So - I am mentally ill, am I ? Seems a particular Nazi type of accusation - and no doubt the person who said that has a particular Nazi solution to that problem. After all, I may be dangerous, you know...

The tiles in question took a maximum of say one minute to mention on that fucking awful tour I did because I needed the money. I should have paid attention to Wakeford that time ["oo-er you knew what they were like!". Just to establish - they really are interesting carpet tiles - Heuga Felt - made with boars hair, pitch [thats tar] and hessian - and need a light watering every month to start with. The only consistently decent company on that tour was John Murphy - Ian Read went on about things such as why he was in the Masons, the Hollow Earth theory, dissing Albin's ex-girlfriend because her facial shape showed that she was a 'Slav' or somesuch, theories about if a black man had sex with a woman some chemical trace remained??? - and [admiringly] about two old men he had met who had head calipers to measure someones aryan status - and it was he [Read] and not I who had the piss ripped out of him. He said to me as a result - "You know, Karl, they are like this because this is all they have but I have this and also am the sixth most important person in the occult world today!" [or words very much to that effect]. Then he came back home and spoke to one of World Serpent - who we were united in being angry with for different reasons on on that tour - and told them the carpet tile story.

Doug and Boyd would be drinking at eleven in the morning or thereabouts. Albin was busy being unfaithful to his girlfriend and exhibiting an ego so large that his partner in Der Bloodyawful was telling us that he'd had enough of him and was thinking of going home. O.K., this will be taken out of context, but here goes: I was intent on making Wakefords life a misery at some point after Liepzig because of the treachery he had shown and lies he had told. However, as a result of what I learnt subsequently, had Wakeford dropped dead say at the end of 2005 I would still be pursuing what I think is a worthwhile activity - and thats fighting fascism in neofolk and elsewhere. What I thought consisted of merely a few idiots, was wrong, which I subsequently learned through discussion with people such as Eric Roger and Stewart Home, and any previous allegiances as mentioned above were purely and simply musical - and a degree of [in some cases] misplaced friendship. I could have just walked away when my time in Sol ended - I could have played up to the neofolkers and done OK had I been so disposed. I didn't take the easy path - and by the way, Shock Headed Peters were effectively "given an offer they had to refuse" in 1997 and were effectively thrown off of World Serpent for poor sales. I have never hidden this nor did it cause any rancour in my relationship with Wakeford at that time - why should it? If you look at my Myspaces it probably says the same somewhere - and I've always made a point of my "arm, a leg and an eye for an eye" policy [boy, the books getting big - payout time soon] - I also have said I have had to cut off from some people who I was to a degree sad to see go. This isn't a career move, this is all to do with conscience and sense of right and wrong - and I really hate liars.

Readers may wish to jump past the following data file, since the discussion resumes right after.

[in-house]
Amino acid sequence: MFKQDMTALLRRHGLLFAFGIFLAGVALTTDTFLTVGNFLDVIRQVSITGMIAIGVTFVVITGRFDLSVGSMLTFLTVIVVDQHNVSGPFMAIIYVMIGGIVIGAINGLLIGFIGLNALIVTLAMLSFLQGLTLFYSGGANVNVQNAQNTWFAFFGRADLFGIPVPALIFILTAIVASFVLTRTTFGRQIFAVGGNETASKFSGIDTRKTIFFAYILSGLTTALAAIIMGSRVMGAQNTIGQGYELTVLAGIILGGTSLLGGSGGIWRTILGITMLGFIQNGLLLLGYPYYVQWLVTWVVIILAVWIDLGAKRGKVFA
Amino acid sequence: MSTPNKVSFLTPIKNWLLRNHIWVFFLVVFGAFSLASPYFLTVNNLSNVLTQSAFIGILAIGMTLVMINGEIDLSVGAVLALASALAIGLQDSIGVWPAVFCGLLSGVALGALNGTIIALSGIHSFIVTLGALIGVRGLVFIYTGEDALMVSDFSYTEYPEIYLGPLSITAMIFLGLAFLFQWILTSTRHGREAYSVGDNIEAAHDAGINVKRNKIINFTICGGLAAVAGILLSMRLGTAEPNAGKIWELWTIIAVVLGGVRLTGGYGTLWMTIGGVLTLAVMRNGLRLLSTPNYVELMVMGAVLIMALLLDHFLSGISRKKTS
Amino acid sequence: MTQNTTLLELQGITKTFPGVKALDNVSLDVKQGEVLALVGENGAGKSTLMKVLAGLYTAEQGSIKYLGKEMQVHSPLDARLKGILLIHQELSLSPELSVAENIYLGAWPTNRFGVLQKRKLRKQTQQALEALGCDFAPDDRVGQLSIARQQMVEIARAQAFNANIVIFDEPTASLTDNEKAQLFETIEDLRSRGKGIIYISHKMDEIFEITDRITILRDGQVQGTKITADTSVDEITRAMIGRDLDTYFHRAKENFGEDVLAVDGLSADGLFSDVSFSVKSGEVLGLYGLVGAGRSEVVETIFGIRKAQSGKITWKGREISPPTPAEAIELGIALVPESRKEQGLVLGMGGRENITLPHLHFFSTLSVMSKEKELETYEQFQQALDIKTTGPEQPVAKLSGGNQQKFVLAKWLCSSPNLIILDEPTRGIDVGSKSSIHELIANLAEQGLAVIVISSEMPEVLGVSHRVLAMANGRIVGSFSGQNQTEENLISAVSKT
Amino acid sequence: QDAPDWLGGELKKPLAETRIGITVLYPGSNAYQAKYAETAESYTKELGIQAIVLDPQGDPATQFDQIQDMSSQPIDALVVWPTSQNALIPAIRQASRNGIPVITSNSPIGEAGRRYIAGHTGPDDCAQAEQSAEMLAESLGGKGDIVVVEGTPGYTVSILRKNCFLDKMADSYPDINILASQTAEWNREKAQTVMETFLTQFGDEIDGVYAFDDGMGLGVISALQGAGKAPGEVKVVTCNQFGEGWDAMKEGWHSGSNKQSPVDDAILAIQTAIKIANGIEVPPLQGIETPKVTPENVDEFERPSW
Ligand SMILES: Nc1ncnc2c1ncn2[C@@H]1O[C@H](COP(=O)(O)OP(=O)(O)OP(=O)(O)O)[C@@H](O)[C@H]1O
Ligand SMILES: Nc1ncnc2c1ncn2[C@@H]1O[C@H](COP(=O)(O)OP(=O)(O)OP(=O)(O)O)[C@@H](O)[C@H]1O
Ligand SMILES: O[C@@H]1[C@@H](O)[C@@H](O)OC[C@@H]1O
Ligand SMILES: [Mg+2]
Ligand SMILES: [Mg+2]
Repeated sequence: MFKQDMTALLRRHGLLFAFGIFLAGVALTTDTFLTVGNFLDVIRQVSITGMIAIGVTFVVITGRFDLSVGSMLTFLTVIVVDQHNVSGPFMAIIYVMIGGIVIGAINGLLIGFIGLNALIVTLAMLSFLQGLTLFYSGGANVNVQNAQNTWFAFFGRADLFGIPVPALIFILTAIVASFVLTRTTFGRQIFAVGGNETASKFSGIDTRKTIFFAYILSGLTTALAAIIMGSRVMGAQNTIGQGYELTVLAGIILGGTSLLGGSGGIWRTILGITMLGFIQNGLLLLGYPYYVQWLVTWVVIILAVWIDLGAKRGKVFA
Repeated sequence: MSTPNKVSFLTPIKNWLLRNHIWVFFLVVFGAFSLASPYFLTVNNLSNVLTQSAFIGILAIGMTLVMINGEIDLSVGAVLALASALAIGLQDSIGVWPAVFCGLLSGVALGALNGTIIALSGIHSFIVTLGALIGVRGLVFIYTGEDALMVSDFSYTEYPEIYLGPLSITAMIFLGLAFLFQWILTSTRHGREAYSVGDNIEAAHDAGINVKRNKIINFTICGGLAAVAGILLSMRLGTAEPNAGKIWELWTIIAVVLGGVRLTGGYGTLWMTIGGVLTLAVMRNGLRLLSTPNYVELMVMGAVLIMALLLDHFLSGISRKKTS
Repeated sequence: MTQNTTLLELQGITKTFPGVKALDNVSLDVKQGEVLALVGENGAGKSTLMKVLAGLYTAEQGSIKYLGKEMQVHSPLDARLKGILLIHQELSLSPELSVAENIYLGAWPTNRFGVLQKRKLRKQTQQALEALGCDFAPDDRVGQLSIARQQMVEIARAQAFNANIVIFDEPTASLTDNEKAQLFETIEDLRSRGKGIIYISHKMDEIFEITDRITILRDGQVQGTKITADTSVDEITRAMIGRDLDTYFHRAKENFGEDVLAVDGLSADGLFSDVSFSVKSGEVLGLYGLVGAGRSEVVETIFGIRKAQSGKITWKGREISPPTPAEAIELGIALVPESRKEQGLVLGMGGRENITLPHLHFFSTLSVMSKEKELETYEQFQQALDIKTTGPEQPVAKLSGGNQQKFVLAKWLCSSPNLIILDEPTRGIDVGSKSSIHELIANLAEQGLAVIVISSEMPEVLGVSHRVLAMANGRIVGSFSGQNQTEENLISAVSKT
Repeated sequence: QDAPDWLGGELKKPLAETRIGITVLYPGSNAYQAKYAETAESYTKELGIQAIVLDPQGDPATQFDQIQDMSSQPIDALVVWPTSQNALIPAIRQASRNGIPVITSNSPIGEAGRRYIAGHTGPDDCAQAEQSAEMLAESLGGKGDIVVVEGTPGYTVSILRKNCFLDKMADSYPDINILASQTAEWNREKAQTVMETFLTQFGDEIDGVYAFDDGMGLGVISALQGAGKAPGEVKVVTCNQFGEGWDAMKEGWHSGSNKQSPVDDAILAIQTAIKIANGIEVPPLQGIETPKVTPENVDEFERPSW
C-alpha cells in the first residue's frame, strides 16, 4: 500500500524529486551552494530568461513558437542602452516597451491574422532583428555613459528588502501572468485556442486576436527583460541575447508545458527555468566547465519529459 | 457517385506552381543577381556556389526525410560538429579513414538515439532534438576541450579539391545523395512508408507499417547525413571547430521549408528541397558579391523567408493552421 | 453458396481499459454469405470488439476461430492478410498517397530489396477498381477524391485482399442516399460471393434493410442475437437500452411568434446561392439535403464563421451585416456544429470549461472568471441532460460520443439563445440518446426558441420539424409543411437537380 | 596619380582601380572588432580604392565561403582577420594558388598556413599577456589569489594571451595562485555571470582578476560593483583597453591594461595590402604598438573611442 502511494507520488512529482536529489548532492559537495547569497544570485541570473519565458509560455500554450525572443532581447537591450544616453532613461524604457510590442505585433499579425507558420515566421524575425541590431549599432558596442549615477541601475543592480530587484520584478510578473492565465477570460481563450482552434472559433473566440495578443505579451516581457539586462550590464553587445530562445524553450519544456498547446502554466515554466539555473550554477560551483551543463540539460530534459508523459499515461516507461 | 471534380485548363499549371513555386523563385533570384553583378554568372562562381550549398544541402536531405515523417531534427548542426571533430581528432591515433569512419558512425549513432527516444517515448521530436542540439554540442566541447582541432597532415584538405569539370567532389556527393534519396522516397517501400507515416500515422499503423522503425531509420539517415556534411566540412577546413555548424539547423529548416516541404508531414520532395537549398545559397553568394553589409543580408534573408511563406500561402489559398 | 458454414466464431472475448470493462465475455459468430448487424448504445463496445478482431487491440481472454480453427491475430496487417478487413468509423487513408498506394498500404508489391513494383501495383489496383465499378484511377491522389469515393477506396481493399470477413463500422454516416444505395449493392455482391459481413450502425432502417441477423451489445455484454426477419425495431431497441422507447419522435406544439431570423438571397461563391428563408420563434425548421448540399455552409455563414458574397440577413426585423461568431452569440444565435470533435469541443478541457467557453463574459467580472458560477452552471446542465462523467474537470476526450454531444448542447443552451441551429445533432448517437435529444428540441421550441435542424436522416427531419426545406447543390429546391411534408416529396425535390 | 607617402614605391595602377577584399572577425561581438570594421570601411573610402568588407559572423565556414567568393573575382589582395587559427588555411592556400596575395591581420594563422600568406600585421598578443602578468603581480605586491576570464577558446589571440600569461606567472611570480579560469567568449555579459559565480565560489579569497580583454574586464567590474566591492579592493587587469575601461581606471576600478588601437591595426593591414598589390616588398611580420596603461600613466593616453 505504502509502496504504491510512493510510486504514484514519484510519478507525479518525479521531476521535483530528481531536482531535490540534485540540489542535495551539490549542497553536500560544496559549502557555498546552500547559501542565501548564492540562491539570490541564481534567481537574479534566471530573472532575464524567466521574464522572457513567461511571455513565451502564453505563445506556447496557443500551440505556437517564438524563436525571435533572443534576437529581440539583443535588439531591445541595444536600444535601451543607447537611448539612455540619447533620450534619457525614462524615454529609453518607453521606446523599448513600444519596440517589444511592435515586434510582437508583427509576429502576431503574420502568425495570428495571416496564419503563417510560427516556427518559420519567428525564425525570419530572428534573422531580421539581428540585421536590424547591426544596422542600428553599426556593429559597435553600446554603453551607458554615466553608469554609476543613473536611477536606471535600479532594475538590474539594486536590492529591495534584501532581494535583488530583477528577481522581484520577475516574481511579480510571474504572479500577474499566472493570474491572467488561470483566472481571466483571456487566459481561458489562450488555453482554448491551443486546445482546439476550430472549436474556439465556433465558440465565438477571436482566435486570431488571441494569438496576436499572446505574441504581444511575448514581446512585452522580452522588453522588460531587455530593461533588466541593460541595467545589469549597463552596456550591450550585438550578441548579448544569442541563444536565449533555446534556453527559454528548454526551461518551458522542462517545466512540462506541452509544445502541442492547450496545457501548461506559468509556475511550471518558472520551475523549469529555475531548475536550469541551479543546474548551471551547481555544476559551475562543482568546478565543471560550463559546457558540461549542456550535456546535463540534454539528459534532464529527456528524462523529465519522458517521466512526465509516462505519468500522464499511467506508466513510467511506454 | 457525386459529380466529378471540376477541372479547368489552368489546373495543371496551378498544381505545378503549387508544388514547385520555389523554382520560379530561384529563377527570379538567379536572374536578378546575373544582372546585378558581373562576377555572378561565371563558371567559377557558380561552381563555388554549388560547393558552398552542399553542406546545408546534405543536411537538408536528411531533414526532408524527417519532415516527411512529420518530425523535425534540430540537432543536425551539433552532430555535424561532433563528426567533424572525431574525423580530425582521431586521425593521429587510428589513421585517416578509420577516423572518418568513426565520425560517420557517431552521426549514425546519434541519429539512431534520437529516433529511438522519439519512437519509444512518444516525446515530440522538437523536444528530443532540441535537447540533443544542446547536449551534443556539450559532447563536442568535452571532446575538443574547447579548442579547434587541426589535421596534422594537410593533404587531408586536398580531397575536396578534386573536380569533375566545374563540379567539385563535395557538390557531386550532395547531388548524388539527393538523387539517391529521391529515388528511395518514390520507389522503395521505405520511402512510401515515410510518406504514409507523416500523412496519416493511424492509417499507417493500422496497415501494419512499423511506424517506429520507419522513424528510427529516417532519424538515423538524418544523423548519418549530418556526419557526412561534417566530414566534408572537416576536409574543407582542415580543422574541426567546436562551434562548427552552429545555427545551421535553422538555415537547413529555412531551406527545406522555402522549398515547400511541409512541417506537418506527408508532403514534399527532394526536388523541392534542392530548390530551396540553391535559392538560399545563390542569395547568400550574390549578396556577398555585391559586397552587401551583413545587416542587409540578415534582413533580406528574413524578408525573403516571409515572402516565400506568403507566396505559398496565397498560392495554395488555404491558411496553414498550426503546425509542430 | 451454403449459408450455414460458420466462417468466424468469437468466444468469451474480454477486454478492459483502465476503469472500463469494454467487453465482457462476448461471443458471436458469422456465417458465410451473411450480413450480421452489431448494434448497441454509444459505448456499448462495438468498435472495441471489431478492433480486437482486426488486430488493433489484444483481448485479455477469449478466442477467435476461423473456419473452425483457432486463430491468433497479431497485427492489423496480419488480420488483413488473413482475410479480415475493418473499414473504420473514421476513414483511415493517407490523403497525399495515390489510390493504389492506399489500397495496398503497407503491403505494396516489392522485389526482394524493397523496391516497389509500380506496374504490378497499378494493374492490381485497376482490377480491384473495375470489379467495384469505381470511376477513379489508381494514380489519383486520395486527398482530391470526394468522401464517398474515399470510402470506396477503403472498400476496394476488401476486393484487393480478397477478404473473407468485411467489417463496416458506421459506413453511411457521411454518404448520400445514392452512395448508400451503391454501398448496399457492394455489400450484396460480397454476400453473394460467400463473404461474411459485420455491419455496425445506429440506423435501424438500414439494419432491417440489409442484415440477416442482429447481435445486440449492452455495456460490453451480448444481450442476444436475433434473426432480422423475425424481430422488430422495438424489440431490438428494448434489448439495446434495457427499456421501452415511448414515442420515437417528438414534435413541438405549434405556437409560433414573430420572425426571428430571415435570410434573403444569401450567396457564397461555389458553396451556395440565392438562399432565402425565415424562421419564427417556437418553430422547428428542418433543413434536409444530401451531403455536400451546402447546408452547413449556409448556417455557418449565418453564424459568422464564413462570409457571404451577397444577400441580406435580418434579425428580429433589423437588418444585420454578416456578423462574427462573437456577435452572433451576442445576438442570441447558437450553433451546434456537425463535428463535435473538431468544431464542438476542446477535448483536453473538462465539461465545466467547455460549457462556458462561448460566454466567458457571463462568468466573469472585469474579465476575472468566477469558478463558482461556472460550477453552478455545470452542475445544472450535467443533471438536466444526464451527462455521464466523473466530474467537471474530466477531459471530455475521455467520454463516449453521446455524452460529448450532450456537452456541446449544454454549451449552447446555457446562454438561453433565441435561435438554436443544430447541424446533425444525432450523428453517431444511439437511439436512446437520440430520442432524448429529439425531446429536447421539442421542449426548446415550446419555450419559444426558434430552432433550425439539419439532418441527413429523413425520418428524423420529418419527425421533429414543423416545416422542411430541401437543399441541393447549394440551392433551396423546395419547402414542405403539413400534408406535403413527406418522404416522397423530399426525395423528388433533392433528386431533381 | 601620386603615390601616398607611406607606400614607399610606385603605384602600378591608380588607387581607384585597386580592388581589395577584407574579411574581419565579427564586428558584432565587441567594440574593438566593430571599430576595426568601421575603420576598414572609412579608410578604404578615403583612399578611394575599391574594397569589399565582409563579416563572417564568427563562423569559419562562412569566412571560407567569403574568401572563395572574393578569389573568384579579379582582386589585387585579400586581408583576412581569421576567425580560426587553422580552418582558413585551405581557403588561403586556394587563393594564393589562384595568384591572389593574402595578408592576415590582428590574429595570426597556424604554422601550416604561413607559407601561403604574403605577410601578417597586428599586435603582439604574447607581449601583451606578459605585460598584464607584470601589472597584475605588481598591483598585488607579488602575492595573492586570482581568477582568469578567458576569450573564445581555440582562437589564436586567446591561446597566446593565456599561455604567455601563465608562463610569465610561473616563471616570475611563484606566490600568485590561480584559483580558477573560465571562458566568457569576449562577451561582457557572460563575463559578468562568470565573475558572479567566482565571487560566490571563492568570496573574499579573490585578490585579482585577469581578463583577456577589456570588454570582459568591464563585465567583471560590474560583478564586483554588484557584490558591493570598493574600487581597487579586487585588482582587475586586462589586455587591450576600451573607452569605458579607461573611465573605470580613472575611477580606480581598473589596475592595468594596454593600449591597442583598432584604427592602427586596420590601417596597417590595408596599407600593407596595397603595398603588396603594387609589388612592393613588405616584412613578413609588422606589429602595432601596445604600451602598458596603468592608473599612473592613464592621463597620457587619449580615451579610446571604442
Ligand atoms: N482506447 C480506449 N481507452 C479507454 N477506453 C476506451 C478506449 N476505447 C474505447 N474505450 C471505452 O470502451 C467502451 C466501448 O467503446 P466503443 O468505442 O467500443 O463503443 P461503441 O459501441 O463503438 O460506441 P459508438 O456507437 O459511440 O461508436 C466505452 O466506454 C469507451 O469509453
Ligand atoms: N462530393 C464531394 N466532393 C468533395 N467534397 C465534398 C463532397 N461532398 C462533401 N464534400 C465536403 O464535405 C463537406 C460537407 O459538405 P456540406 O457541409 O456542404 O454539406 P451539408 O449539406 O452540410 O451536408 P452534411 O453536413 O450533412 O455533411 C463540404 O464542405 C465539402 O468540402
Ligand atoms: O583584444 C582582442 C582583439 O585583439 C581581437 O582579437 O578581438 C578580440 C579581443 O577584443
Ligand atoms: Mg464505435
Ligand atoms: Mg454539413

I was politically ignorant as I said - but only up to a point - I was unaware, say, of the political significance of Runes, of 2nd W.W. history, of the Black Sun - I always stood against what I understood as fascism - which was racism and ultra-authoritarianism - Boyd Rice said to to me at the end of this tour "I guess Karl you'll have to be de-Nazified" - and I overheard him talking about me also - "Hes ANTI-EVERYTHING!"...
He also said "You know, he didn't get involved in the thing that united us the most on this tour" - this was reference to the confrontation with three supposed 'minders' of a group of coach party of people of southern Mediterranean appearance in a motorway service station.[which maybe started when the other member of Der Blutwaddever - the well-over 6ft bloke from Tesco Org with alopecia, muttered under his breath when they entered the shop "Untermensch"....] Rice obviously thought that I should have taken their side after this idiot had made this despicable comment...

One last observation of this tour - every place in Germany we went to they [including John] would all visit the Army Surplus stores in search of 'memorabilia' [eg. swastika belt-buckles].

More, MUCH more, later. And I said that I thought the original 'a.julius' was a fake - I think I know who it was - they'll do, anyway. Hi, anyway to the real Albin [Sunlight....] - but I still don't like or believe you [looks like I'm not alone], and you do Sky Saxon a disservice - maybe you confuse him with Kurt Saxon?"